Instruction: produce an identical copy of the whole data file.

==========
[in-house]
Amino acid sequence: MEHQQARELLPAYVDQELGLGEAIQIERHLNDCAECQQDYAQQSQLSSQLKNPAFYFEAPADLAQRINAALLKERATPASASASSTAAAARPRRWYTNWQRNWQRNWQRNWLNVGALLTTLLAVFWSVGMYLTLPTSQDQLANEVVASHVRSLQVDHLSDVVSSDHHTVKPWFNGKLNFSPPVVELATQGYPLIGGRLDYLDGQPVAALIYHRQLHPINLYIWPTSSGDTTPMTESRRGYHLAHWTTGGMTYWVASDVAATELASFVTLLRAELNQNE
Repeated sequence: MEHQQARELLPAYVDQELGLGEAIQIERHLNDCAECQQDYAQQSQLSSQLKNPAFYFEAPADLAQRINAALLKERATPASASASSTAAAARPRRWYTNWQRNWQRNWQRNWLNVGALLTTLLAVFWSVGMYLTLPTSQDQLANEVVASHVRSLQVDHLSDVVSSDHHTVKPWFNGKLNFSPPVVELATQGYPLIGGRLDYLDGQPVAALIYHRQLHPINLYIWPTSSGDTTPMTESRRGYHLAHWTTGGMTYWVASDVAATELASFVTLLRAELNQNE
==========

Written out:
[in-house]
Amino acid sequence: MEHQQARELLPAYVDQELGLGEAIQIERHLNDCAECQQDYAQQSQLSSQLKNPAFYFEAPADLAQRINAALLKERATPASASASSTAAAARPRRWYTNWQRNWQRNWQRNWLNVGALLTTLLAVFWSVGMYLTLPTSQDQLANEVVASHVRSLQVDHLSDVVSSDHHTVKPWFNGKLNFSPPVVELATQGYPLIGGRLDYLDGQPVAALIYHRQLHPINLYIWPTSSGDTTPMTESRRGYHLAHWTTGGMTYWVASDVAATELASFVTLLRAELNQNE
Repeated sequence: MEHQQARELLPAYVDQELGLGEAIQIERHLNDCAECQQDYAQQSQLSSQLKNPAFYFEAPADLAQRINAALLKERATPASASASSTAAAARPRRWYTNWQRNWQRNWQRNWLNVGALLTTLLAVFWSVGMYLTLPTSQDQLANEVVASHVRSLQVDHLSDVVSSDHHTVKPWFNGKLNFSPPVVELATQGYPLIGGRLDYLDGQPVAALIYHRQLHPINLYIWPTSSGDTTPMTESRRGYHLAHWTTGGMTYWVASDVAATELASFVTLLRAELNQNE